Saturday, November 2, 2013

Come stay with us a detox ritual... feel great and feel prepared for the winter! Get a free foot treatment when  you book on the 11th of November for a 5 day detox retreat..

See the pictures below to get an idea of what you can expect, the food, the treatments etc.

Wednesday, December 19, 2012

Aromatherapy for Christmas!

What do you smell of when you think of Christmas as a child? Odd question maybe but scent and memory are directly linked. Your olfactory nerve (smelling nerve)  is located just below the part of your brain that deals with memory. Smells can be a large part of memories.
For me when I think of Christmas smells I think of pine and cinnamon. We had fresh Pine Christmas trees every year and the smell spelled Christmas to me! Cinnamon because Fred & Janny (aka Mum & Dad) are originally Dutch and the traditional seasonal cookie called speculaas is packed with Cinnamon. I love stuffing myself on those things during the festive season!
But it's different for everyone. The most common scents associated with Christmas are probably
Cinnamon, Clove, Bay, Pine, Ceaderwood, Mandarin, Orange, Tangerine, Frankincense and Myrrh.

So how can we use these oils around the house for Christmas? 
I have been looking through a fantastic book called: The Complete Book Of Essential Oils & Aromatherapy by Valerie Ann Worwood and the following are some cute little ideas!

Christmas Tress Spray
Do you have a fake tree, or a tree that is not releasing beautiful hits of pine? Mix:
1 cup of Water
6 drop of Pine essential oil
Spray it on your tree and Voila! A beautiful smelling tree!

Christmas House Spray
Replace your synthetic scents and make your own spray to infuse your home with a warm and festive feeling.
Pine          4 drops
Mandarin  2 drops
Cinnamon 1 drop
Diluted in 1 1/4 cups water

Merry Christmas :)


Monday, April 30, 2012

Before, during and after care advice for your massage


  • Try to avoid eating a large meal at least 1 hour before your treatment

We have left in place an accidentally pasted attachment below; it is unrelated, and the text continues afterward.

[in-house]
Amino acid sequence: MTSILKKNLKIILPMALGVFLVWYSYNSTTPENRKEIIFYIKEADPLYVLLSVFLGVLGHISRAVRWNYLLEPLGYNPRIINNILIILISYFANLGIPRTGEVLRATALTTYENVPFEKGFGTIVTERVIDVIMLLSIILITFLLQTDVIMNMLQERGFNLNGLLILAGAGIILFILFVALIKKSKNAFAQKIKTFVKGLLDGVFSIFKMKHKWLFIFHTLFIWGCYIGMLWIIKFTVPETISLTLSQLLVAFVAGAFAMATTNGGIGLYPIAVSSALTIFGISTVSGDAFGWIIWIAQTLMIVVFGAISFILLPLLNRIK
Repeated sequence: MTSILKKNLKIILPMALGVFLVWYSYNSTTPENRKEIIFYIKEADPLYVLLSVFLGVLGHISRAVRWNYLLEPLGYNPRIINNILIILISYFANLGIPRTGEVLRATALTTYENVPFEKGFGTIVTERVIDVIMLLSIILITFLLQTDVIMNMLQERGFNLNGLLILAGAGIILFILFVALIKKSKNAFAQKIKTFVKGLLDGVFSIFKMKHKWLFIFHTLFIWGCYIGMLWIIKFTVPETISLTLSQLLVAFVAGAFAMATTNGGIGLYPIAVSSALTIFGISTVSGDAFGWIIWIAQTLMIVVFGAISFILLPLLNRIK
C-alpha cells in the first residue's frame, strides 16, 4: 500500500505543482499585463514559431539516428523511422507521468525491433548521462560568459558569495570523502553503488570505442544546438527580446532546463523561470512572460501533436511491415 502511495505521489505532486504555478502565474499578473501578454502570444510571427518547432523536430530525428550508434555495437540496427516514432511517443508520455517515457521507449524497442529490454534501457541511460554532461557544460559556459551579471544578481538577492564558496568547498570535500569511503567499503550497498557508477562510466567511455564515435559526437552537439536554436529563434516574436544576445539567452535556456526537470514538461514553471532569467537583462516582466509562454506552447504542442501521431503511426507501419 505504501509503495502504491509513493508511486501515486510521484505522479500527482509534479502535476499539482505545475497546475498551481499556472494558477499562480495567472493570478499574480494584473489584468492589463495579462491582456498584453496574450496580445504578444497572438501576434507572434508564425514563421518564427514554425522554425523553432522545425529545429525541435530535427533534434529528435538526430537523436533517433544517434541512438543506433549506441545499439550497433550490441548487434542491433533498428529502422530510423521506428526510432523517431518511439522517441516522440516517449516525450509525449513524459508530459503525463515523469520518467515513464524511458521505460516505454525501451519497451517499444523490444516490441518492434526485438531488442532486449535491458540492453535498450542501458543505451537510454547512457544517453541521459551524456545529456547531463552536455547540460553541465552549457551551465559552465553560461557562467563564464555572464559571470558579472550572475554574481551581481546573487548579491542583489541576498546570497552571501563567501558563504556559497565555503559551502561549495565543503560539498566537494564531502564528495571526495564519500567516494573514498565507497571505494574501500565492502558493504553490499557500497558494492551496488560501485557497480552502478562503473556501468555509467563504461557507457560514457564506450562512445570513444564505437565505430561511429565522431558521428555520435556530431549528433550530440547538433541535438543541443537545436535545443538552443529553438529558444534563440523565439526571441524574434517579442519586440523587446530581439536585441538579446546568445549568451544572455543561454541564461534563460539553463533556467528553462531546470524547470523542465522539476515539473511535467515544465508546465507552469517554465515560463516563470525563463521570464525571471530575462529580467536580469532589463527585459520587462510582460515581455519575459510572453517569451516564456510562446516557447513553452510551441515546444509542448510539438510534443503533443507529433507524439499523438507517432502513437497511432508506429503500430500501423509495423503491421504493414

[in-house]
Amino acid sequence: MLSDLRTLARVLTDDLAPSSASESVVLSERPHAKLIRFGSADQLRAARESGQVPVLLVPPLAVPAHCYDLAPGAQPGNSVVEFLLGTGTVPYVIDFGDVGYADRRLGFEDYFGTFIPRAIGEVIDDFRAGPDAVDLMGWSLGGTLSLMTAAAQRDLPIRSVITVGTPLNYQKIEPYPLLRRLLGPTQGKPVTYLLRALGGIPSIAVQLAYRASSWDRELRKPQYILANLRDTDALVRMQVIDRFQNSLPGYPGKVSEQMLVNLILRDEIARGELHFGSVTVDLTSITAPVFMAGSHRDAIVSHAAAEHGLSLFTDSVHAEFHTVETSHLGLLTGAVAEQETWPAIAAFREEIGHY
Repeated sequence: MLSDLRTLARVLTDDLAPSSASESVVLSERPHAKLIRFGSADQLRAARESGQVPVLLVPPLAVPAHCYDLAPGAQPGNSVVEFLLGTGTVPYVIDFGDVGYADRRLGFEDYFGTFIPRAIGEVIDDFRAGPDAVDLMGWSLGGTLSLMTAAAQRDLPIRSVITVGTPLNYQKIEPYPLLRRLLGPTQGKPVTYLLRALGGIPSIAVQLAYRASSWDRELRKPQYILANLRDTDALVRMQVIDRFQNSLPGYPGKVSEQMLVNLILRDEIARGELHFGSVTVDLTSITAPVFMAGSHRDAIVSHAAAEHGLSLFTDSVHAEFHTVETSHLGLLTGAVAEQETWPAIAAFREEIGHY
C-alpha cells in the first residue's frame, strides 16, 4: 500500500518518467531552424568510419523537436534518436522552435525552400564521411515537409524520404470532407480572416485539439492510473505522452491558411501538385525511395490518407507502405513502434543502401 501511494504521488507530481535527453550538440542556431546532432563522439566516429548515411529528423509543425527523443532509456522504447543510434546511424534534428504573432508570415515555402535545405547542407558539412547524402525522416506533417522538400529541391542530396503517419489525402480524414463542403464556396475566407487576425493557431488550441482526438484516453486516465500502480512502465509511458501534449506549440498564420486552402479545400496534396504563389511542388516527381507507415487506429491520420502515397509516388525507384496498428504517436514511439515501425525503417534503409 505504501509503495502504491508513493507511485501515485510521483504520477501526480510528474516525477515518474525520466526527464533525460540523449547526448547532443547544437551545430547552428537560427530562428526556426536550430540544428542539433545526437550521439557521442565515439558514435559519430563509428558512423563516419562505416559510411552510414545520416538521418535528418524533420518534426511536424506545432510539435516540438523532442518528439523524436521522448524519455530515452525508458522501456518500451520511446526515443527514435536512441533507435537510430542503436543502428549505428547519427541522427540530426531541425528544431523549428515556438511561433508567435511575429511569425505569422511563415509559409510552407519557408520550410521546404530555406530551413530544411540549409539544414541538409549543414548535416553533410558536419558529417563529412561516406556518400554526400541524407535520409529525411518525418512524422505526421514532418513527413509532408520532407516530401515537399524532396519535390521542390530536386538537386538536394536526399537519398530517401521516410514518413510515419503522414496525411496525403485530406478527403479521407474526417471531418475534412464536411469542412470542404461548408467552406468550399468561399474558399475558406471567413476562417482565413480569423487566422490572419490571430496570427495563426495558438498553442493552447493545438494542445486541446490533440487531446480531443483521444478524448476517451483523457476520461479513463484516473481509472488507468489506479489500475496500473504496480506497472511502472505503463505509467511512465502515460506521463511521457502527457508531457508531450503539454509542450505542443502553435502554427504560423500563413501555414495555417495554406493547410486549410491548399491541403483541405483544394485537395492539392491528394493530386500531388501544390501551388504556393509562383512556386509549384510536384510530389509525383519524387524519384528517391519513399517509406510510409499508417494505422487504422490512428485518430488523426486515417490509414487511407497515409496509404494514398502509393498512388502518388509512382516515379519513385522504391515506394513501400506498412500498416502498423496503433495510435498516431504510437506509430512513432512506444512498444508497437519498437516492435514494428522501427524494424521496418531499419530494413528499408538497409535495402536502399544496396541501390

• Make sure you go to the toilet! You don’t want to have to get up in the middle of your treatment!
  • Arrive on time. This insures that you don’t arrive flustered and stressed. This means that you will get more out of the massage.
  • Talk to your therapist. If you are concerned or anxious about anything to do with your massage let us know. We want to make sure you are comfortable.
  • Let us know what you hope to achieve out of the treatment and any medical history you may have. Do you want just a relaxing massage or would you like to work out some your tension spots?


First off I want to tell you a little something about our bodies’ reactions when we are receiving a massage, in particular a deep tissue massage. It can be like a workout on your body.
When a muscle is tight it tends to have restricted blood flow. This means that the efficient removal of waste deposits in inhibited causing stiffness, pain and dysfunction within the muscle tissue. Massage can help to break down this build up and encourage fresh blood flow to the area.
As a reaction to this your body also releases lovely endorphins, a natural pain killer. It’s a ‘happy hormone’ and can help you feel relaxed and happy! In order to insure that you are physically and mentally able to deal with this ‘manual breakdown’ of tension please keep the following in mind!

Instinctively the first thing we do when something feels sensitive or sore is tense up and hold our breath!

Body Awareness
Remain conscious of your body. If you feel yourself tense up try to visualise that the area is softening and relaxing, if that does not work talk to your therapist. It could be that a different technique needs to be used or that the area is simply too sensitive or overstimulated to relax.

your breath is the key to managing discomfort! Keep breathing! Often a few deep controlled breaths can dispel discomfort.